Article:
<-- Select Celsius for temperature units Here are your compounds' formulae and names: No. Formula Name ---------------------------------------- 1 CO2 carbon dioxide 2 O2 oxygen 3 C carbon Enter the number of streams: 2 >> setne('s',1,350,[0 0 50]) >> setne('v',2,300,[0 50 0]) >> setne('v',3,500,[50 0 0]) >> showe(1:2,3,10,2) Inlet | Outlet Stream 1 2 Total | 3 Tmp C 350.00 300.00 | 500.00 State solid vapor | vapor Entlpy NaN NaN NaN | NaN <-- Note NaNs Compound Stream Flows carbon dioxide 0.00 0.00 0.00 | 50.00 oxygen 0.00 50.00 50.00 | 0.00 carbon 50.00 0.00 50.00 | 0.00 Total 50.00 50.00 100.00 | 50.00
The programs are happy, but we do not get usable values for the
enthalpies of the streams. A better procedure in using
>> setne('s',1,350,50,3) >> setne('v',2,300,50,2) >> setne('v',3,500,50, 1) >> showe(1:2,3,10,2) Inlet | Outlet Stream 1 2 Total | 3 Tmp C 350.00 300.00 | 500.00 State solid vapor | vapor Entlpy 218.40 419.37 637.78 | -18604.21 Compound Stream Flows carbon dioxide 0.00 0.00 0.00 | 50.00 oxygen 0.00 50.00 50.00 | 0.00 carbon 50.00 0.00 50.00 | 0.00 Total 50.00 50.00 100.00 | 50.00 >>
The separator function operates in an analogous manner to the
mixer. The user must specify not only the fraction of each compound
that goes to the top stream but the temperature and state of each
exit stream. A listing of the function sepe is shown
function hdif=sepe(stop,sbot,ttop,tbot,in,out,t) % sepe: energy-balance separator module % function hdif=sepe(stop,sbot,ttop,tbot,in,out,t) % Argument List: % Argument Gives % stop state of the top stream: 'v', 'l', or 's'. % sbot state of the bottom stream. % ttop the temperature of the top stream in Tdeg. % tbot the temperature of the bottom stream in Tdeg. % in the index of feed, % out the indices of the top and bottom streams % in that order. % t the fraction of each compound in the feed % that goes to the top stream. % sepe returns the sum of the enthalpies of the exit % streams minus the enthalpy of the feed stream. % Ex. sepe('v','l',120,150,2,[3 5],[.9 .35]) % might simulate a fractionator with stream 2 as the % feed, 3 as the top product and 5 as the bottom. % The top comes off as a vapor at 120Tdeg and gets % 90% of the first component and 35% of the second. % For additional help and picture, see PICSEPE % OKB, TYLC global ne nc NS=ne(in,4:nc+3); NST=NS.*t; jt=find(NST); NSB=NS-NST; jb=find(NSB); setne(stop,out(1),ttop,NST(jt),jt) setne(sbot,out(2),tbot,NSB(jb),jb) hdif=sum(ne(out,3))-ne(in,3);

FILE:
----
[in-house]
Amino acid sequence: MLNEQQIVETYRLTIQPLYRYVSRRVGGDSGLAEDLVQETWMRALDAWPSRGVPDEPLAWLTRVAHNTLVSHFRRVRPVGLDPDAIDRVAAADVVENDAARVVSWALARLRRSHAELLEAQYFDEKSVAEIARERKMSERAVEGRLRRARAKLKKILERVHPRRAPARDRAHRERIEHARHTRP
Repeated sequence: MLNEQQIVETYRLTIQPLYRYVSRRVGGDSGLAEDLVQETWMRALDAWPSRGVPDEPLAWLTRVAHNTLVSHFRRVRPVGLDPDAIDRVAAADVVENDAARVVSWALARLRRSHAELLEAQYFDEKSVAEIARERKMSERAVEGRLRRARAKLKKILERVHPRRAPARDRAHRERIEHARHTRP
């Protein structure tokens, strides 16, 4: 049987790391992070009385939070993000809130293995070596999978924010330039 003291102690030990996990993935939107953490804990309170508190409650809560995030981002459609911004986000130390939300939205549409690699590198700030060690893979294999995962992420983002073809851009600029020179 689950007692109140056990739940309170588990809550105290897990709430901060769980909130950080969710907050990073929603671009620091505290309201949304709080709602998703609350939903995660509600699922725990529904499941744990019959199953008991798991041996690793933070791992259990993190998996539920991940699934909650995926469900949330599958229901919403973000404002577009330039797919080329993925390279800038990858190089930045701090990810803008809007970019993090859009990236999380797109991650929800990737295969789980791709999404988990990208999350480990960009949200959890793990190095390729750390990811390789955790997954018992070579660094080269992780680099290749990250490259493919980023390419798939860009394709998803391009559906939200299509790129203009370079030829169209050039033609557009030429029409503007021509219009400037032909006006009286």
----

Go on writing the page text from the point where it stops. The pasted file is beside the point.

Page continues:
The first line of code defines globals used by the function. The next line extracts the feed flow rates into the vector NS and puts the flows for the top exit stream in NST. The vector jt stores the indices of the non-zero flow rates in this top stream. The next two lines put the flows for the bottom stream in NSB and the indices of non-zero flows in jb. The function setne is used to set all the flow and state conditions for the exit streams. Finally, the last line determines and returns the difference between the enthalpies out and into the separator.
This is an image of sepe:
Fig. 3.3.1 Energy Balance Separator: sepe
A more general version of the separator module is called sepen. It allows you to have multiple inlet and as many exit streams as you want. Do a help in MATLAB for more information.
The following problem may be readily solved with this separator function. Fifty mols of benzene and toluene at 360K are separated into a top stream that has 95% of the benzene and 5% of the toluene. The top stream exits as a vapor at the normal boiling point of benzene and the bottom stream exits as a liquid at the normal boiling point of toluene. Find the net heat required for this separation.
The simulator solution with sepe follows (after
start301 was used to specify the two compounds,